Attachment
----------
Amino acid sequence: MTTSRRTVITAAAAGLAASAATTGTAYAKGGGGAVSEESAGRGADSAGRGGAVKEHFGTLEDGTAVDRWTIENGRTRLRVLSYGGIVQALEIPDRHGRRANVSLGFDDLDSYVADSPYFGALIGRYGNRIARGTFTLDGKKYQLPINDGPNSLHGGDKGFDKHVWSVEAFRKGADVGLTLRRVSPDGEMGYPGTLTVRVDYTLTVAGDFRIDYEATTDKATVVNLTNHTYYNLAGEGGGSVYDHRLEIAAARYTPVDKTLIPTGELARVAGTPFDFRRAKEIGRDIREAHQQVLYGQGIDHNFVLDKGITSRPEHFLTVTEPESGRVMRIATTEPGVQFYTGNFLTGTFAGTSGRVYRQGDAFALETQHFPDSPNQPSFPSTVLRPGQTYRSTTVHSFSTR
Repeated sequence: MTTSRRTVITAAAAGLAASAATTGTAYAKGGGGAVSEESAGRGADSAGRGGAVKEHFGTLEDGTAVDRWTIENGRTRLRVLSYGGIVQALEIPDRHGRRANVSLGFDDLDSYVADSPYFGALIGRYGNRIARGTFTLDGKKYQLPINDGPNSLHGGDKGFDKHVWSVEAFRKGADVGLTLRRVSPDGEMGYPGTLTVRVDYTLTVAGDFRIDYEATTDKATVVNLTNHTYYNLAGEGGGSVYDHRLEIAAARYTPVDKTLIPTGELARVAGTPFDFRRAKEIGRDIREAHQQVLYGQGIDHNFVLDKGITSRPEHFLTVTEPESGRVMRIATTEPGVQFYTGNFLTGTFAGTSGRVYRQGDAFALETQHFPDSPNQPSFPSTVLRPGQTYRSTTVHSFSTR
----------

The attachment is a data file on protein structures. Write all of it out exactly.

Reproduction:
Amino acid sequence: MTTSRRTVITAAAAGLAASAATTGTAYAKGGGGAVSEESAGRGADSAGRGGAVKEHFGTLEDGTAVDRWTIENGRTRLRVLSYGGIVQALEIPDRHGRRANVSLGFDDLDSYVADSPYFGALIGRYGNRIARGTFTLDGKKYQLPINDGPNSLHGGDKGFDKHVWSVEAFRKGADVGLTLRRVSPDGEMGYPGTLTVRVDYTLTVAGDFRIDYEATTDKATVVNLTNHTYYNLAGEGGGSVYDHRLEIAAARYTPVDKTLIPTGELARVAGTPFDFRRAKEIGRDIREAHQQVLYGQGIDHNFVLDKGITSRPEHFLTVTEPESGRVMRIATTEPGVQFYTGNFLTGTFAGTSGRVYRQGDAFALETQHFPDSPNQPSFPSTVLRPGQTYRSTTVHSFSTR
Repeated sequence: MTTSRRTVITAAAAGLAASAATTGTAYAKGGGGAVSEESAGRGADSAGRGGAVKEHFGTLEDGTAVDRWTIENGRTRLRVLSYGGIVQALEIPDRHGRRANVSLGFDDLDSYVADSPYFGALIGRYGNRIARGTFTLDGKKYQLPINDGPNSLHGGDKGFDKHVWSVEAFRKGADVGLTLRRVSPDGEMGYPGTLTVRVDYTLTVAGDFRIDYEATTDKATVVNLTNHTYYNLAGEGGGSVYDHRLEIAAARYTPVDKTLIPTGELARVAGTPFDFRRAKEIGRDIREAHQQVLYGQGIDHNFVLDKGITSRPEHFLTVTEPESGRVMRIATTEPGVQFYTGNFLTGTFAGTSGRVYRQGDAFALETQHFPDSPNQPSFPSTVLRPGQTYRSTTVHSFSTR